Armenia finally has a parliament representing its post-“revolution” leadership, as the new National Assembly gathered for the first time and started to select its leadership.
It took several weeks following the December parliamentary elections to calculate the number of MPs in each faction under Armenia’s complex rules. In the end, the My Step faction of Prime Minister Nikol Pashinyan has 88 seats in the current parliament, Prosperous Armenia (led by oligarch Gagik Tsarukyan) has 26 and Bright Armenia (a pro-Western party allied with My Step) has 18.
In its first sitting, on January 14, Ararat Mirzoyan a former deputy prime minister, won the speakership unopposed. It was a striking rise for a man who, less than a year ago, as a backbencher opposition MP lit colored flares inside the National Assembly chamber in support of Pashinyan, who was at the time on a long march to protest a power grab by former leader Serzh Sargsyan.
“Now we are talking about a truly elected parliament,” Mirzoyan said following his election.
But the following day, the battle over the position of deputy speaker proved to be more confrontational.
The opposition is guaranteed one deputy speaker spot, and the two candidates for that post were Vahe Enfiajyan of Prosperous Armenia and Mane Tandilyan from Bright Armenia.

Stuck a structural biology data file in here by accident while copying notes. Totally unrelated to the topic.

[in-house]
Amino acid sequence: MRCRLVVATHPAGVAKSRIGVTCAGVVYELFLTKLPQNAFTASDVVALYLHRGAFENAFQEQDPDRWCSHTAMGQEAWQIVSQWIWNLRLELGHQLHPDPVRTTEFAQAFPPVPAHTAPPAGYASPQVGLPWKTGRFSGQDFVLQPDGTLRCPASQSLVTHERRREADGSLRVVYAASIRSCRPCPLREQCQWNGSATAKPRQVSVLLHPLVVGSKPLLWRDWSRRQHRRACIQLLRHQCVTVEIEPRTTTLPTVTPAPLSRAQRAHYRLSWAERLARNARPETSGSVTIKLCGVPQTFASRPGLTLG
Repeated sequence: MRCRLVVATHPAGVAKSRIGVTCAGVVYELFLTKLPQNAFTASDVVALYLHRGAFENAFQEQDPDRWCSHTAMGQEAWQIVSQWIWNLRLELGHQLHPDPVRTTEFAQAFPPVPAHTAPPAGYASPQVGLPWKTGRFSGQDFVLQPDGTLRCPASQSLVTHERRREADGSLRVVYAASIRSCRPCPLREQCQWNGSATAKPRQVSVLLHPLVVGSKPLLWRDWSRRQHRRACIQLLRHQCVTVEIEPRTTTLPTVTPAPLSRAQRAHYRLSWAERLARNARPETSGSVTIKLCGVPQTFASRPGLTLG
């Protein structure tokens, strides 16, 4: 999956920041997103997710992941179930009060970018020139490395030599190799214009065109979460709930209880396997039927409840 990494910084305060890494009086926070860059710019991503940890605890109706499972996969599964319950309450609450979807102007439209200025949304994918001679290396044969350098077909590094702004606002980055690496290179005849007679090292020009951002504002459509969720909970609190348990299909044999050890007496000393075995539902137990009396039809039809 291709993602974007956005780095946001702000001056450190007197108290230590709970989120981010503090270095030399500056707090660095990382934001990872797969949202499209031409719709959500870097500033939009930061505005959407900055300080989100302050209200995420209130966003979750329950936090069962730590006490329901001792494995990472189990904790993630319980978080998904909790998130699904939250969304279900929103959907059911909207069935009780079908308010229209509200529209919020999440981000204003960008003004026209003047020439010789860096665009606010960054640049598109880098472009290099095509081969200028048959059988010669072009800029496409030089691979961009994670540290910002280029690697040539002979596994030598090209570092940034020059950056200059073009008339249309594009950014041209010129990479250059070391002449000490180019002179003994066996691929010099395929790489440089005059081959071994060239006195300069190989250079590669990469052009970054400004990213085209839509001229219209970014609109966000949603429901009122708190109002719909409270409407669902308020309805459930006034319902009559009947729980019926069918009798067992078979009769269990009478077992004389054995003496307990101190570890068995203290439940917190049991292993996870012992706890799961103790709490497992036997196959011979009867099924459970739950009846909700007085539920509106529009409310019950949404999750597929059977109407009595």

The two candidates stood in stark contrast. Tandilyan is a well-respected politician and prominent activist; under Pashinyan’s first government she served as minister of labor and social affairs. Enfiajyan, meanwhile, made headlines in the election campaign for heading a scheme to create fake Facebook accounts to make it appear that Prosperous Armenia had broader support than it actually did.
My Step supported Enfiajyan on the principle that Prosperous Armenia deserved the post by getting the second-largest number of votes in the election, though many members made clear they weren’t happy about voting for him. “If we choose a person of course I would go with Tandilyan but we feel that we have to give our votes to the party that got the most votes,” said Lusine Badalyan, one My Step MP, in a TV interview the day before the vote.
Mirzoyan concurred. “In one case we have a clear principle to respect the votes of our citizens in the other case there is no principle,” he said. “Our alliance will not distort the proportion of people elected by voting and we have to accept reality.”
In her speech ahead of the vote, Tandilyan argued that My Step MPs should vote their conscience and to represent their own constituents, not to try to represent Prosperous Armenia. “Make your choice for the citizens that voted for you, not for the citizens that didn’t,” she said.
Her argument failed to sway the MPs, though, and Enfiajyan won with 108 votes. Tandilyan’s 19 votes suggested only one MP not in her faction supported her. “In the National Assembly, the difference of opinion is close to zero,” quipped one former MP from the Heritage Party, Karen Aslanyan, in a Facebook post.
The two remaining deputy speaker spots were won by two My Step candidates: Alen Simonyan received 109 votes and Lena Nazaryan, 124.
Ani Mejlumyan is a reporter based in Yerevan.
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